Keys to Surviving the Retail Apocalypse

Opinions expressed by businessman the collaborators are theirs.

Post-pandemic retailers are competing with a shift to online sales. The transition to the prevalence of online sales was already underway, but the Coronavirus accelerated the trend. As the global lockdown forced people to order everything, even their groceries, online, what they first saw as an inconvenience soon became a way of life. The lockdown is over, but large-scale online shopping is here to stay.

I advise retailers to keep up with online marketing trends to avoid being left behind. Many retailers are implementing augmented reality (AR). For example, clothing retailers have apps and websites that allow you to see yourself in their clothes. Furniture retailers allow you to view their products in your home simply by opening your phone’s camera. By uploading a photo and measuring your face, eyewear retailers let you see how their glasses will look.

Retail businesses adjusting to the changing market may be surprised to see a bright side to the transition. After all, they will gain new consumers online and find they are still needed by their local customers.

Related: A guide to using augmented reality for e-commerce and retail

Retailers pivot to survive supply chain bottlenecks

Supply chain issues may be diminishing in 2022, but they won’t go away. I’m noticing more and more smart retailers buying product ahead of time and storing it until needed. Businesses are learning that they must prepare ahead of time to keep operations and sales running smoothly.

In my opinion, two main issues are holding up the supply chain: shipping and distribution. As retailers, we need to be better at anticipating our inventory needs and communicating that information to suppliers. If all levels of the supply chain are on the same page regarding future needs, then everyone will know how to prepare and adjust.

I believe the cure for distribution bottlenecks lies in automation and streamlining. Consider Amazon’s innovative means of sorting, organizing and shipping packages. We need to replicate Amazon’s example and focus on implementing technology that reduces time in the supply chain process.

Related: Consumer trends demand new supply chain ideas

Physical businesses in the post-pandemic market

Despite today’s preference for online shopping, local stores still have a place in today’s market. Humans are social creatures. They continue to need experiences outside their home. Expedited shipping may be fast, but it’s never as fast as a trip to the store. Also, customers will always want physical interaction with certain products before committing to a purchase.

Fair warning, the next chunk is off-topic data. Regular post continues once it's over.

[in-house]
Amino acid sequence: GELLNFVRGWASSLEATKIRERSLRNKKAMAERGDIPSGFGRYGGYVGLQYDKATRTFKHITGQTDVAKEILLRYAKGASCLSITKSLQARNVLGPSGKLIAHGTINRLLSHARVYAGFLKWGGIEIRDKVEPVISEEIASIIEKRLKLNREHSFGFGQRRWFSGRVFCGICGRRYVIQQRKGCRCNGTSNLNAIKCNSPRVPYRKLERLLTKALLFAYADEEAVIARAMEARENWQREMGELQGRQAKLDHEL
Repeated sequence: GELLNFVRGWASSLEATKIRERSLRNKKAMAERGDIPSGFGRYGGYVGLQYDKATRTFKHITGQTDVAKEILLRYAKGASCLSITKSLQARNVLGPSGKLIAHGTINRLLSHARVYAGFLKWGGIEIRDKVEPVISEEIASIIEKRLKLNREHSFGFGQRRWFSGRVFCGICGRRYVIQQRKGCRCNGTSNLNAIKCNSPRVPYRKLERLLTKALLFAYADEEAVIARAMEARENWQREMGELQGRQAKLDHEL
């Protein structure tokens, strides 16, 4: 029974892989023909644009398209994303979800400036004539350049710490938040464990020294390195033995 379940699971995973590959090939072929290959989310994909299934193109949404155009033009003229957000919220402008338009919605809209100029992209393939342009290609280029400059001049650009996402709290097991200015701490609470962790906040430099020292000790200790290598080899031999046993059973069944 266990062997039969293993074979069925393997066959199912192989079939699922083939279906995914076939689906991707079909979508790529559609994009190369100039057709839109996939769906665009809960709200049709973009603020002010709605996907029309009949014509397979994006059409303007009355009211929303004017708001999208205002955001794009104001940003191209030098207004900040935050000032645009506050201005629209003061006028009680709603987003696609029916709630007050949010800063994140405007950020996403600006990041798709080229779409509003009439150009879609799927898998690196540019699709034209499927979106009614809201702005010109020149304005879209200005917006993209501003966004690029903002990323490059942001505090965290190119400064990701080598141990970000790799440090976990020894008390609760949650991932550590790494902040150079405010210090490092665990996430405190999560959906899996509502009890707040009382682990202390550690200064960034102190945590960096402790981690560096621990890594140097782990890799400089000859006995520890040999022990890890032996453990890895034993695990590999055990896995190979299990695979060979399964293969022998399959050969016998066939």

In reality, shoppers spend more in person than on apps or websites. They make impulse purchases in stores, because they find products they weren’t even looking for. The key is to get customers into your store.

More than ever, today’s retailers must focus on improving the shopping experience they offer. Attracting customers from home is possible, but only through a unique atmosphere, quality products and stellar customer service.

To demonstrate my point, I’ll use the experience I create for clients at my company, Ricoma, as an example. People may be able to order slightly more affordable products directly from China, but we outsell these competitors. We are able to surpass them because of the value we offer. With every purchase, we offer customers lifetime technical support and professional training. To stay competitive, focus on the value and experience you provide.

Related: The Return to Brick and Mortar in 2022

The keys to attracting post-pandemic customers

Driving transactions in the post-pandemic marketplace isn’t as easy as it used to be. I believe the only way to survive today’s trends is to provide reliable products, impeccable customer service, excellent customer experience and a one stop shop.

Ricoma strives to provide a memorable experience to each and every customer. When customers purchase an embroidery machine or other equipment, I connect them with a professional trainer. Not only are customers taught how to use the products, there are regular podcasts, videos and blogs full of personalized clothing advice. My business model is based on empowering clients with the entrepreneurial training they need to start their custom clothing business.

Also, I recently introduced Ricoma’s sister company called Garmeo. This new website takes requests for custom clothing and directs jobs directly to new Ricoma entrepreneurs. We offer every customer a quality team, but we don’t stop there. We provide them with the training, support and assistance they will need as new business owners.

Ricoma is expanding to become a one-stop shop for anyone in the custom clothing market. In my opinion, this move keeps current customers engaged and attracts new consumers. In addition to embroidery products, Ricoma has garment printers, heat presses and vinyl cutters. At Ricoma, I want to empower anyone starting a side hustle in clothing decorating with all the gear, training, and resources they need. My mission is to provide the tools that allow them to customize anything, beyond clothes.

As entrepreneurs rebuild amid the rubble of the Retail Apocalypse, thought leaders are leading the way. For more tips, readers can check out Apparel Academy, a podcast and YouTube channel focused on the business knowledge needed to launch a side hustle in today’s changing market.

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